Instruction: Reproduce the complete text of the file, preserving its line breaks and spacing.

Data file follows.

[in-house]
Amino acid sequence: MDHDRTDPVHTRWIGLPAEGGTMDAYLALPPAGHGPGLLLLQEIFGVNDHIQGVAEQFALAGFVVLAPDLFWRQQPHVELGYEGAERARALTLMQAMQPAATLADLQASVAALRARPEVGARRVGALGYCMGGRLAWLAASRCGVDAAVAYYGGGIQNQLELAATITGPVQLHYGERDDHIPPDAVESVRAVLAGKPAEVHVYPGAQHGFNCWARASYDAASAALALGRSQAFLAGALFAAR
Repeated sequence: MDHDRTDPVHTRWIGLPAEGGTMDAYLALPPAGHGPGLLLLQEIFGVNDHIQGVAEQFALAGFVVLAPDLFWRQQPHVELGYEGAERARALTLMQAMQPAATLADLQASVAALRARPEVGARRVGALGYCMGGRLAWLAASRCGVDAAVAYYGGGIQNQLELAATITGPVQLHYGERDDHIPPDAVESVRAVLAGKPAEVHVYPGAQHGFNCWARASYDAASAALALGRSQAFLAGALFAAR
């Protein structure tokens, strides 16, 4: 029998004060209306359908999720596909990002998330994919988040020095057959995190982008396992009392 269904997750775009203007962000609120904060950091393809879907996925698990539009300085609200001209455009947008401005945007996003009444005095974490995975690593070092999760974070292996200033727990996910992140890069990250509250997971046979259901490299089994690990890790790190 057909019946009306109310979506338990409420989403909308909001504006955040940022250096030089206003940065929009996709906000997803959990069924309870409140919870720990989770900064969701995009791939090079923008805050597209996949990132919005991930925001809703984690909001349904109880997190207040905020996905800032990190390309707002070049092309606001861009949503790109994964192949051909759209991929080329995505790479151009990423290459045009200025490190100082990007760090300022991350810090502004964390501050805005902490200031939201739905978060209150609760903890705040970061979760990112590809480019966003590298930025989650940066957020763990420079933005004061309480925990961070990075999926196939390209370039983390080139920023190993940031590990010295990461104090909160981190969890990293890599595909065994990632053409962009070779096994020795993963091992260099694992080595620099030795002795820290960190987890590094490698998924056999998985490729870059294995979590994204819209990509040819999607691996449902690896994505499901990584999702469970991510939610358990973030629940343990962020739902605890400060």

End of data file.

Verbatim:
[in-house]
Amino acid sequence: MDHDRTDPVHTRWIGLPAEGGTMDAYLALPPAGHGPGLLLLQEIFGVNDHIQGVAEQFALAGFVVLAPDLFWRQQPHVELGYEGAERARALTLMQAMQPAATLADLQASVAALRARPEVGARRVGALGYCMGGRLAWLAASRCGVDAAVAYYGGGIQNQLELAATITGPVQLHYGERDDHIPPDAVESVRAVLAGKPAEVHVYPGAQHGFNCWARASYDAASAALALGRSQAFLAGALFAAR
Repeated sequence: MDHDRTDPVHTRWIGLPAEGGTMDAYLALPPAGHGPGLLLLQEIFGVNDHIQGVAEQFALAGFVVLAPDLFWRQQPHVELGYEGAERARALTLMQAMQPAATLADLQASVAALRARPEVGARRVGALGYCMGGRLAWLAASRCGVDAAVAYYGGGIQNQLELAATITGPVQLHYGERDDHIPPDAVESVRAVLAGKPAEVHVYPGAQHGFNCWARASYDAASAALALGRSQAFLAGALFAAR
């Protein structure tokens, strides 16, 4: 029998004060209306359908999720596909990002998330994919988040020095057959995190982008396992009392 269904997750775009203007962000609120904060950091393809879907996925698990539009300085609200001209455009947008401005945007996003009444005095974490995975690593070092999760974070292996200033727990996910992140890069990250509250997971046979259901490299089994690990890790790190 057909019946009306109310979506338990409420989403909308909001504006955040940022250096030089206003940065929009996709906000997803959990069924309870409140919870720990989770900064969701995009791939090079923008805050597209996949990132919005991930925001809703984690909001349904109880997190207040905020996905800032990190390309707002070049092309606001861009949503790109994964192949051909759209991929080329995505790479151009990423290459045009200025490190100082990007760090300022991350810090502004964390501050805005902490200031939201739905978060209150609760903890705040970061979760990112590809480019966003590298930025989650940066957020763990420079933005004061309480925990961070990075999926196939390209370039983390080139920023190993940031590990010295990461104090909160981190969890990293890599595909065994990632053409962009070779096994020795993963091992260099694992080595620099030795002795820290960190987890590094490698998924056999998985490729870059294995979590994204819209990509040819999607691996449902690896994505499901990584999702469970991510939610358990973030629940343990962020739902605890400060």